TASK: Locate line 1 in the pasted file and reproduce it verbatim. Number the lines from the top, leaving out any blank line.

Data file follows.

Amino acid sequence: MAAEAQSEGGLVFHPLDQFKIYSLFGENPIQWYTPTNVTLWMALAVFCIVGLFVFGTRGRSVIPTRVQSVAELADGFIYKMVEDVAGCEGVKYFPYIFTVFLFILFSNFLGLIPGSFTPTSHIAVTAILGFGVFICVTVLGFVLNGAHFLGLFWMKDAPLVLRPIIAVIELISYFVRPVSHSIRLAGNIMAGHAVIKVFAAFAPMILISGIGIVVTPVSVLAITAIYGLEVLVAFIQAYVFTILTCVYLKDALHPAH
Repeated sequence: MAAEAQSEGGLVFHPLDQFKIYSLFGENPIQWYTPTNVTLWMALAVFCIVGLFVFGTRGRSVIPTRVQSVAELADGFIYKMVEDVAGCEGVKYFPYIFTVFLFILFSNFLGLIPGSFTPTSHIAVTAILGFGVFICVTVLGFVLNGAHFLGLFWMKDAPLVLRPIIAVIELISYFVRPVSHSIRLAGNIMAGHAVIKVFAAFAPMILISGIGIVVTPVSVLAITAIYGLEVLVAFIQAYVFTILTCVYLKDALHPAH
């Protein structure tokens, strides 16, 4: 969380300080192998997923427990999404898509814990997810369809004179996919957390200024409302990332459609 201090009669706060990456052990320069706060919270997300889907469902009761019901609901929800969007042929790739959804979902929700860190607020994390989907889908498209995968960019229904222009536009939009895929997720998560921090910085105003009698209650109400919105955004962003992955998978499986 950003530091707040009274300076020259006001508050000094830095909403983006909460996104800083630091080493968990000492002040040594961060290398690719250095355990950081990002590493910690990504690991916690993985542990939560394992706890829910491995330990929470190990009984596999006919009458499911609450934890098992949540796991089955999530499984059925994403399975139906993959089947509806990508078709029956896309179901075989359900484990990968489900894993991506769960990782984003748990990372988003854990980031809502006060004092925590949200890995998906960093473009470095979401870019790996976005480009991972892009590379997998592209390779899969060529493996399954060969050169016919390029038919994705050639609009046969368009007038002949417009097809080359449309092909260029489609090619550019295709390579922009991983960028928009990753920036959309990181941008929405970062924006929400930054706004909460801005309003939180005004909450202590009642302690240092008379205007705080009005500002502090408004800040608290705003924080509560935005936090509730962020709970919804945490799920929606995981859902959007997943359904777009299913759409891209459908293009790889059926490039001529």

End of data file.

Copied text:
Amino acid sequence: MAAEAQSEGGLVFHPLDQFKIYSLFGENPIQWYTPTNVTLWMALAVFCIVGLFVFGTRGRSVIPTRVQSVAELADGFIYKMVEDVAGCEGVKYFPYIFTVFLFILFSNFLGLIPGSFTPTSHIAVTAILGFGVFICVTVLGFVLNGAHFLGLFWMKDAPLVLRPIIAVIELISYFVRPVSHSIRLAGNIMAGHAVIKVFAAFAPMILISGIGIVVTPVSVLAITAIYGLEVLVAFIQAYVFTILTCVYLKDALHPAH